The end of the term is nigh
Suddenly the spring term, which stretched ahead endlessly in the first week of May, is at an end. The Engineering Society's EOT pub was held Friday, today's the last day of classes, and on-campus exams will run from July 31 through August 12. (Exams for distance education courses come sooner, this Friday and Saturday.) To help with intense study in this stressful season, the Davis Centre library is open 24 hours a day (except Sundays from 2 to 8 a.m.) from now through August 12; the Dana Porter library will be open 8 a.m. to 2 a.m. daily through that period.
Serious work is now under way on the trunk sewer that the city of Waterloo is installing near and through the east side of the campus. Fibre optic cables to serve UW and the Research and Technology Park are being laid in the same trench, since the sewer replacement had to be done anyway, city officials said. Crews started at the south end of the new pipe, near Silver Lake in Waterloo Park, and have now reached Seagram Drive, with the result that the street is currently closed in the middle. Access to the park (and the Seagram Drive section of UW Place) is available only from the Albert Street end of Seagram, while access to UW parking lots A and C is available only from University Avenue. There are no plans to close University Avenue itself for the job — it's been enough of a mess lately with street widening work continuing — but a tunnel will go underneath, and the sewer will then run north on UW property near the railway line, all the way to Columbia Street. Work on the campus section of the job is tentatively scheduled to begin next week, but some tree removal has already been done. Restoration work including tree planting and trail reconstruction will take the job into the fall, with some of it delayed until next spring, the city advises.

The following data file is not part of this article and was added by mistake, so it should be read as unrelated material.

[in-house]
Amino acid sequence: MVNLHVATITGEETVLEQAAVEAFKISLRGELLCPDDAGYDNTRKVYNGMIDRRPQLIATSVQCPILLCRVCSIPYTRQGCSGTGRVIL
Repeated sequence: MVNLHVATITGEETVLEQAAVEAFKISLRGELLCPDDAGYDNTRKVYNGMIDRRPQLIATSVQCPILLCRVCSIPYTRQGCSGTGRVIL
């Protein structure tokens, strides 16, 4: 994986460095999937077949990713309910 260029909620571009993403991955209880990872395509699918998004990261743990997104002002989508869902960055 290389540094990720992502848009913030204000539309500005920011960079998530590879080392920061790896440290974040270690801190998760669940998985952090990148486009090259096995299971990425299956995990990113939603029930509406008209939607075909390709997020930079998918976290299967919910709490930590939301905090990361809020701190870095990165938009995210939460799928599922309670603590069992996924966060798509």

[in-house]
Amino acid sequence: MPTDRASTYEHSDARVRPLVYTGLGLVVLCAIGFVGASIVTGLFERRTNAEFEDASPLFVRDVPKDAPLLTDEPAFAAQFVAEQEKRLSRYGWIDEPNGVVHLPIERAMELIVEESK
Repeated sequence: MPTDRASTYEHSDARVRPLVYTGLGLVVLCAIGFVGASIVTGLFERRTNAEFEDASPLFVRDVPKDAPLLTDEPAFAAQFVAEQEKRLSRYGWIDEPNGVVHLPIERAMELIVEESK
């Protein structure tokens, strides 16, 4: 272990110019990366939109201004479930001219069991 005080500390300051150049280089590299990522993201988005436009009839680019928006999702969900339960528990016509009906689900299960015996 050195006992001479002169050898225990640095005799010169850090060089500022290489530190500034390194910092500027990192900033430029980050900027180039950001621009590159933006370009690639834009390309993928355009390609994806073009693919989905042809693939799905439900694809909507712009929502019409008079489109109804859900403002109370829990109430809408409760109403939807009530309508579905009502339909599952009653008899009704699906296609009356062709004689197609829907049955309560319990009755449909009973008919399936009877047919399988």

Today brings a second day of hearings into the proposal to make the Fed Bus service lawful. It's been running for decades, linking the campus to Toronto, London, Hamilton, "and occasionally Ottawa", Federation of Students vice-president Renjie Butalid points out. And it's popular: "On weekends such as Thanksgiving last yeaar, we have had to use 28 buses to bring students home!" However, Greyhound Canada, which has the exclusive right to run scheduled bus services on some of those routes, complained to the Ontario Highway Transport Board. The outcome is a licence application by Student Transportation of Canada, the bus firm that operates the buses for the Feds. Butalid has urged students to show up at the licence hearings today just to demonstrate how many people care about the service. How to get to the hearing, at Kitchener city hall? By bus, of course; it leaves the Student Life Centre at 9:15, 11:15, 12:15, 1:15, 2:15 and 3:15.
With hot war under way in south Lebanon and northern Israel, one concern for UW is any co-op students who may be in that part of the world and at risk. Associate provost Bruce Mitchell said yesterday he's been assured by the co-op department that there are no Waterloo students at jobs in Lebanon this term. However, there are two in Israel; one has just finished the job anyway and has headed home, while the other, based in Jerusalem, says life there is as safe as it was before, and is staying until term's end.
Last Tuesday's Daily Bulletin included a brief item about what the Centre for Learning and Teaching Through Technology, or LT3, does. A previous Daily Bulletin had described the centre's work as "research", and Tom Carey, founding director of LT3, wanted to clarify. He says the job is better summed up as "exemplary practice and innovation in e-learning". The item identified Carey as associate vice-president (learning resources and innovation), but he no longer holds that position, which is now being filled by Gail Cuthbert Brandt, also the associate VP (academic).
And . . . I returned to campus yesterday after a week away, with much to catch up on, from the new Centre for Mental Health Research to the success of Saturday's Student Life 101 event. My thanks to colleagues here in Communications and Public Affairs who issued the Daily Bulletin in my absence (they'll get another chance next month).